Choose the fund, but the fund manager chooses investments
This simple statement is one that knows what to invest in the fund.
When you invest in funds, what you are essentially doing is choosing fund managers instead of the actual individual investment. Fund managers then choose your investment (for all investors). Even the managers funds the management of passive index tracking funds will make effective decisions in the selection of the sample stock portfolio to better replicate the basic criterion, because it may be very costly to assess the core indicators altogether.
Ironically, many new investors don’t pay enough attention to money management. If people who invest directly do a lot of research on the asset that is put their money in, you don’t have to do a lot of research on the individuals who we entrust our money?
When you park your money with fund managers don’t take it for granted that all funds are equal. You should try to learn as much as you possibly can about the fund manager fund managers. Remember they are responsible for the investment of your money and make your return for you.
You invest because you want to generate a return and grow your wealth. However, if you invest through a unit trust or ETF, you will bear an annual management fee (also known as the fund’s total expense ratio). Of course, these fees eat into investment returns.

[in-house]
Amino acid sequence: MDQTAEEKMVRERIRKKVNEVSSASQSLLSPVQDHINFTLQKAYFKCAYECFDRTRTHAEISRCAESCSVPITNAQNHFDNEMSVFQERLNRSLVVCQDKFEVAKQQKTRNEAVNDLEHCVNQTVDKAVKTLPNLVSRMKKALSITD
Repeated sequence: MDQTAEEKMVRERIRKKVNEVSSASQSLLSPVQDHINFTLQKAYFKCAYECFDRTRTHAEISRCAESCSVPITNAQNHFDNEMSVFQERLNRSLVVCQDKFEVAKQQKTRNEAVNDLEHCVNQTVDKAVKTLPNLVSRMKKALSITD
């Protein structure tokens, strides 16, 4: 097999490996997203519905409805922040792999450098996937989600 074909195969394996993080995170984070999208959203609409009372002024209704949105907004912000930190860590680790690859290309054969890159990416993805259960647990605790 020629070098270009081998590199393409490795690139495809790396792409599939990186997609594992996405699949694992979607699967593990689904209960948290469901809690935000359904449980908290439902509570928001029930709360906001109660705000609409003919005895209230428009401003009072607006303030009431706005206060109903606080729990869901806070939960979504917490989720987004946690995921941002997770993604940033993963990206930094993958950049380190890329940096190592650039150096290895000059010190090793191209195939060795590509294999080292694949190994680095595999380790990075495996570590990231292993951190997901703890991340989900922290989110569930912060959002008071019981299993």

New investors sometimes ignore the small differences in administrative fees, thinking that a difference of 0.5% or 1.0% per annum does not really matter. This is the error.
Consider the example of an investor who invests $ 100,000 today and have a return of 7% per annum for 30 years. Here’s how returns will be affected by only a slight increase in the management fee of the fund:
Scenario 1: the fund charges no management fee of 1.0%. After 30 years, the portfolio value 574,349. He had paid a total fee of $84,801.
Scenario 2: the fund charges no management fee 1.5%. After 30 years, the portfolio value 498,395. He had paid a total fee of $116,129.
Scenario 3: Fund C charges no management fee of 2.0%. After 30 years, the portfolio value 432,194. He had paid a total fee of $141,521.
The management fee is only one type of fee that you pay. For unit trust other common fees include the initial sales charges payable when first investment wrap fees, as well as redemption charges that may apply when you replace the unit. For ETFs, you will be charged a brokerage fee when buying or selling. All these extra costs will eat into investment returns.
In the example above, you can see that a difference of 1.0% per annum in business management fees to be more than 142,000 difference in returns over a period of 30 years. This is based on an initial investment of $100,000 to 7.0% per annum. If the investment is greater for higher returns, the fees are higher as well.
In endowus, we believe that the long-term, buy-and-hold investors who do not need to intra-day trading, liquidity may be a more effective investment in unit trusts trade in the navigation, instead of trying to time the market when investing in ETFs and needs to push more of the underlying assets of the ETF are worth.
At the same time, we believe in keeping costs low, so our clients keep more of their returns. All entrance fees of 0.25% and 0.60%, depending on your assets under advice. All of this in the entry fee includes advice and investment resettlement and the transfer of mediation, in every part of the industry average. On top of that, the payment of fund level fees ranging from 0.50% to 0.56% which is charged by the fund manager out of the fund’s daily NAV.